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Contending With Unwanted Hair Growth

Contending With Unwanted Hair Growth

Hirsutism is often caused by PCOS, seizures, high blood pressure and more.

In 1865, as a one-year-old, Annie Jones Elliot was put in PT Barnum’s sideshow as “The New Infant Esau.” (Easu in Hebrew means hairy). By age five, The Bearded Girl had sideburns and a mustache, and had launched her life-long career as The Bearded Woman.

Annie was unusually hairy, but seven percent of women contend with some degree of hirsutism, or abnormal hair growth. Three-quarters of cases are associated with polycystic ovary syndrome (PCOS)—triggered by excessive levels of androgen hormones like testosterone. Some medications for seizures, blood pressure and low blood sugar can also cause hirsutism. In addition, hypertrichosis, or excess hair, can result from thyroid dysfunction, anorexia and porphyria (a blood disorder).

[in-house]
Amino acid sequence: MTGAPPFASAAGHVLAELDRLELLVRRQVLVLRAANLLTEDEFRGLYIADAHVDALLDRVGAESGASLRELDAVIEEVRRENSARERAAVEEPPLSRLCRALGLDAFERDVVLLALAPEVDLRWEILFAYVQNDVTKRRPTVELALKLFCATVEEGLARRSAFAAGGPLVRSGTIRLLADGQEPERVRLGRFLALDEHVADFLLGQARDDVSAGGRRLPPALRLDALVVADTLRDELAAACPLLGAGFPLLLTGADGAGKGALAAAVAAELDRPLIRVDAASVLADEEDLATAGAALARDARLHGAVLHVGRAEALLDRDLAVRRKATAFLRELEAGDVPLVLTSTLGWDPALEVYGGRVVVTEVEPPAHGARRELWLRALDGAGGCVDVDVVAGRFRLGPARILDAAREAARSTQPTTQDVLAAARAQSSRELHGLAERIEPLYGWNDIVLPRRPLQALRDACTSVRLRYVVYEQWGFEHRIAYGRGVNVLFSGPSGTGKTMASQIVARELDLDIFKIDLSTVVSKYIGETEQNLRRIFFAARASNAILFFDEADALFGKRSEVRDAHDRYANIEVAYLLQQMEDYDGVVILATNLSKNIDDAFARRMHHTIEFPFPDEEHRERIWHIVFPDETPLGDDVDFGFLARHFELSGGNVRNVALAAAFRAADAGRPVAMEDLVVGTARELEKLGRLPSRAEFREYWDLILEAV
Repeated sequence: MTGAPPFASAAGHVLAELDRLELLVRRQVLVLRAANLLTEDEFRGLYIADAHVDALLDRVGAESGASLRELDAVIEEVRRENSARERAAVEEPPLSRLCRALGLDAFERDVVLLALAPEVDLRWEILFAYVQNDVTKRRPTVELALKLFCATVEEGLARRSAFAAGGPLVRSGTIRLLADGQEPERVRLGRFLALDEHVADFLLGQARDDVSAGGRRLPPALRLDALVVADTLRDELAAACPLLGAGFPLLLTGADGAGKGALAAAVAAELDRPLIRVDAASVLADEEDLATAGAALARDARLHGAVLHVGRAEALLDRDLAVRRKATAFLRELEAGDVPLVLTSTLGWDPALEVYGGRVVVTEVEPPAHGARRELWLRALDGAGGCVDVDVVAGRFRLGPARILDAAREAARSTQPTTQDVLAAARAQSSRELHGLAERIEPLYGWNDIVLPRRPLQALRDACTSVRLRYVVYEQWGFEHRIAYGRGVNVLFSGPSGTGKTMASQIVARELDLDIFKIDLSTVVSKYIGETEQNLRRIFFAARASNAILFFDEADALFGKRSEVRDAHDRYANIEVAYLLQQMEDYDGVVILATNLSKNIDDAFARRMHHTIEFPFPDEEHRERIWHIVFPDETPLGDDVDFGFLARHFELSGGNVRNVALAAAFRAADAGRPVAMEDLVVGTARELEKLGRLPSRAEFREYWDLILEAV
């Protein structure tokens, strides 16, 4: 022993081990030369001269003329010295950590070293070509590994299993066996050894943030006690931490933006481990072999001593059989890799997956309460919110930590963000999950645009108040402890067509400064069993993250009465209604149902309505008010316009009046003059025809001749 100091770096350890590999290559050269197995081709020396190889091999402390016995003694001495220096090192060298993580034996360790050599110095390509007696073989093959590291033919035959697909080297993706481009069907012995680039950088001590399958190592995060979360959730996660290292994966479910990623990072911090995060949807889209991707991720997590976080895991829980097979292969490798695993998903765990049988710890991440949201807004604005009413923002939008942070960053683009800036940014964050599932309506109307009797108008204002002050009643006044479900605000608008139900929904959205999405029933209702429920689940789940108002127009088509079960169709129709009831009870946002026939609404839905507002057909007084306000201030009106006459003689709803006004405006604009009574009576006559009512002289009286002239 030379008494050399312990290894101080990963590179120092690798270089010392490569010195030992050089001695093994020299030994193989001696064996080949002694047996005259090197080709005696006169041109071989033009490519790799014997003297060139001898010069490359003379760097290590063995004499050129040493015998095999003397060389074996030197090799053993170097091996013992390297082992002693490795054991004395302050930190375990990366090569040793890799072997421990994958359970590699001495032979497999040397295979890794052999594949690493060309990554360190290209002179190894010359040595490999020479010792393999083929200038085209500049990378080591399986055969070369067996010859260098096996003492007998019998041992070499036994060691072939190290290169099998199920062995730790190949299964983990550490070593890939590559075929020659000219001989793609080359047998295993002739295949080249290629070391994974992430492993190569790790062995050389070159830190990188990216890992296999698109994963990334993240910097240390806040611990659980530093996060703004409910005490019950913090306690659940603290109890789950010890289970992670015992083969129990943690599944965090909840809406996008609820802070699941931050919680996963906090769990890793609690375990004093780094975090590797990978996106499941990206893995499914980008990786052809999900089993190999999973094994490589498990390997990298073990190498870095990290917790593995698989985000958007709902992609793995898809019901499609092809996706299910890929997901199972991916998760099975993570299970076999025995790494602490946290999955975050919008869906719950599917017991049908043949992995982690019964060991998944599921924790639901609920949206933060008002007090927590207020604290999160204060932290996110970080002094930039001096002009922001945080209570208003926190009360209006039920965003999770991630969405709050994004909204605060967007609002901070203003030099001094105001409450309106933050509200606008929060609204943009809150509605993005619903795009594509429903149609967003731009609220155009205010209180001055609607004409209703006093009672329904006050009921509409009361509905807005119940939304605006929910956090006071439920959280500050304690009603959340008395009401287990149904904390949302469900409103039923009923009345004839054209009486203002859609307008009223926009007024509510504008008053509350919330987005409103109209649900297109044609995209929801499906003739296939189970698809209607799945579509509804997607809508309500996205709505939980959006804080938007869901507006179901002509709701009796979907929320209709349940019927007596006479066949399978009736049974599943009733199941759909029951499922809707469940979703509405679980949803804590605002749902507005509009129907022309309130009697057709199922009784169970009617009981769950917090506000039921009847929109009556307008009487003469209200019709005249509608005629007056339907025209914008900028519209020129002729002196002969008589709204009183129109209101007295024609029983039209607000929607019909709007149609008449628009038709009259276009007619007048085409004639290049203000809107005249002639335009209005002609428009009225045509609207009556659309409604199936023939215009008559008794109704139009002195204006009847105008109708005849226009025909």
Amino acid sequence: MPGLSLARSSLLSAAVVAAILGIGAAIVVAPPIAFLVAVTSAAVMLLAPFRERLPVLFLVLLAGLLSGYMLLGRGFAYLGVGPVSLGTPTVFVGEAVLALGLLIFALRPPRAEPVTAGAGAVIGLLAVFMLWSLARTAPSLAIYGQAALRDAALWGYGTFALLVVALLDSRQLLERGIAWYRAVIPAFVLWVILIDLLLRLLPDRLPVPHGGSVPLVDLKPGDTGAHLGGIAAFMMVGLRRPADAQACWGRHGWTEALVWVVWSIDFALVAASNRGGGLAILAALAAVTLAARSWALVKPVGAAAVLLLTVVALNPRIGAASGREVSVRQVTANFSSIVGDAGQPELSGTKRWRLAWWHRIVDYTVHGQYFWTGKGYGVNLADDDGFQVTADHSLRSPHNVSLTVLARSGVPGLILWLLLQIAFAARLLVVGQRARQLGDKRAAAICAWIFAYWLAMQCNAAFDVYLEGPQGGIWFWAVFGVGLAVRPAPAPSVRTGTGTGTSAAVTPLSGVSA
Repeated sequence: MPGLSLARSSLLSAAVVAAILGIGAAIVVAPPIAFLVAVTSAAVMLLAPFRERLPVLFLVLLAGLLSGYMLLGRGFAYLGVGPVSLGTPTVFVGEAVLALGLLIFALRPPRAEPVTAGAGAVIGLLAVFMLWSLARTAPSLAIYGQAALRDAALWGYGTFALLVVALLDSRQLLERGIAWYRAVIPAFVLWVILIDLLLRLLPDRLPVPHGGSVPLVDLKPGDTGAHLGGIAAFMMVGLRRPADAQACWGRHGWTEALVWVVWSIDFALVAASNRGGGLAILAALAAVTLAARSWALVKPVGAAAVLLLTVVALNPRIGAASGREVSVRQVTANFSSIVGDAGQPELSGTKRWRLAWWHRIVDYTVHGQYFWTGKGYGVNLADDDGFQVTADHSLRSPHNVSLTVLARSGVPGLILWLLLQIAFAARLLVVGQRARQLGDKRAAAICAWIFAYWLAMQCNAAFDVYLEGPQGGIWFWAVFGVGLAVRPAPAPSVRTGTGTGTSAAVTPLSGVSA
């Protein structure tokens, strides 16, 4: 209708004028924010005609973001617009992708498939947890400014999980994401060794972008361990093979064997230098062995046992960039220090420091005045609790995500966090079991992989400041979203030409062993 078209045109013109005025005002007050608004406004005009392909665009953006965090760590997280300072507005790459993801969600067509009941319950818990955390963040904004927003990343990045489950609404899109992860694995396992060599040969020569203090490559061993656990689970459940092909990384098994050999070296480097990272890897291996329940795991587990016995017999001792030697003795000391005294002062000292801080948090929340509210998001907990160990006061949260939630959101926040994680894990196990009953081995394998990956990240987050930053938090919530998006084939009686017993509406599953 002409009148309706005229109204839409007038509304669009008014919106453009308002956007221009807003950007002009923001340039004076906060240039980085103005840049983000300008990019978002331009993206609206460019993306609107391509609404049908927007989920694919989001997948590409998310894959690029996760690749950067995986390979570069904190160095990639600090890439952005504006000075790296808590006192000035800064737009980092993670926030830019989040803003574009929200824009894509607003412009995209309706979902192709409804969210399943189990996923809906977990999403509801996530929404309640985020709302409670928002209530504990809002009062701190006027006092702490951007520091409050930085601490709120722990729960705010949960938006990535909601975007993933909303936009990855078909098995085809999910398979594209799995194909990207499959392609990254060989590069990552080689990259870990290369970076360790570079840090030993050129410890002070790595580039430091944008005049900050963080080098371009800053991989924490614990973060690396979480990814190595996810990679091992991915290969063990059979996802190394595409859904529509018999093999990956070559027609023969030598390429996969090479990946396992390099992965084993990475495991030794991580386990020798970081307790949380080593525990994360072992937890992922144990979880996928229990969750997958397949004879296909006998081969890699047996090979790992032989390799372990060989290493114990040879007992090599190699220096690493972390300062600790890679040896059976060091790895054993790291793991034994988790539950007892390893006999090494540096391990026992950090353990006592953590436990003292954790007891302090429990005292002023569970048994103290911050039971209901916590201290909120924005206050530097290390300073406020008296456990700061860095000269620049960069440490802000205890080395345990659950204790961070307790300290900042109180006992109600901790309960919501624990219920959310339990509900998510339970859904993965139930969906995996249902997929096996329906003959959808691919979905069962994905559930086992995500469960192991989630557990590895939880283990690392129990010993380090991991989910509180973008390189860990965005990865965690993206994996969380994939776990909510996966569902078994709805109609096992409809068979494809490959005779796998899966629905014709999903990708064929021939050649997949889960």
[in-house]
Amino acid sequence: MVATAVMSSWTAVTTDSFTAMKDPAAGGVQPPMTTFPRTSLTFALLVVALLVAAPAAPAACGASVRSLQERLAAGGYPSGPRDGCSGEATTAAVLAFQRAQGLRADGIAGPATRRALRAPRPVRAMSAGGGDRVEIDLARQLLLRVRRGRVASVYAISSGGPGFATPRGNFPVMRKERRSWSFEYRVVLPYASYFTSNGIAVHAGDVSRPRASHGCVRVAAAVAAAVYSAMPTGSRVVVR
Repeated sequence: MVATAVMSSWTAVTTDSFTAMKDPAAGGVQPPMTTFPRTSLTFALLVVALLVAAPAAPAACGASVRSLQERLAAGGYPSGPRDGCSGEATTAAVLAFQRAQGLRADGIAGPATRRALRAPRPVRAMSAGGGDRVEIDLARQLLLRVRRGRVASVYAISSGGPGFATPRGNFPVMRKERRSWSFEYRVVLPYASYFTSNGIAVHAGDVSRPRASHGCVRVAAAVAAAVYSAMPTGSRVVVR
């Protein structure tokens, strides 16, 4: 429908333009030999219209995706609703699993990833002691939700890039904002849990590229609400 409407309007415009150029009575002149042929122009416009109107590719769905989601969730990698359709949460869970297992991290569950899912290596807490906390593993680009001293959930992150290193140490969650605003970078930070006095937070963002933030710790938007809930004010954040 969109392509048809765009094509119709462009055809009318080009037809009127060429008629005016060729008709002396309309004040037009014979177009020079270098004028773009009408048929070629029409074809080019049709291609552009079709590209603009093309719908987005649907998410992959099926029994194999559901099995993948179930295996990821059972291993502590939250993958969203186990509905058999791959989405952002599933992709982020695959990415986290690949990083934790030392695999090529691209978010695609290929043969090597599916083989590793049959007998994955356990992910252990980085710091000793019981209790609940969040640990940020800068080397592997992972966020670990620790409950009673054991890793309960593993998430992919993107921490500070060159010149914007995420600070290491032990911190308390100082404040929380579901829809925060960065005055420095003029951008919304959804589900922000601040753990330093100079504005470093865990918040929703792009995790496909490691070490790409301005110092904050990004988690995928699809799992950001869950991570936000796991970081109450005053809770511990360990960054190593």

The Endocrine Society Clinical Practice Guidelines for managing these conditions have been updated.

1. Get an accurate diagnosis: Have blood tests to check levels of male sex hormones. You want to know if unwanted hair growth is because of PCOS, adrenal hyperplasia, thyroid dysfunction, Cushing syndrome or androgen-secreting tumors.

2. Select safe treatments: The first line treatment for women with hirsutism is oral contraceptives, but the following methods may be suggested, too:

  • Topical agents, such as eflornithine may be used.
  • Photoepilation (intense pulsed light therapy) works on brown/auburn/black hair. However, women of color may need to use a long wavelength, long pulse-duration light source to avoid complications. Women of Mediterranean and Middle Eastern descent are at risk of pigment changes, blistering or scarring.
  • Evidence for the effectiveness of electrolysis and laser therapy is limited, but may work for white or blonde hair.

Medically reviewed in March 2020.

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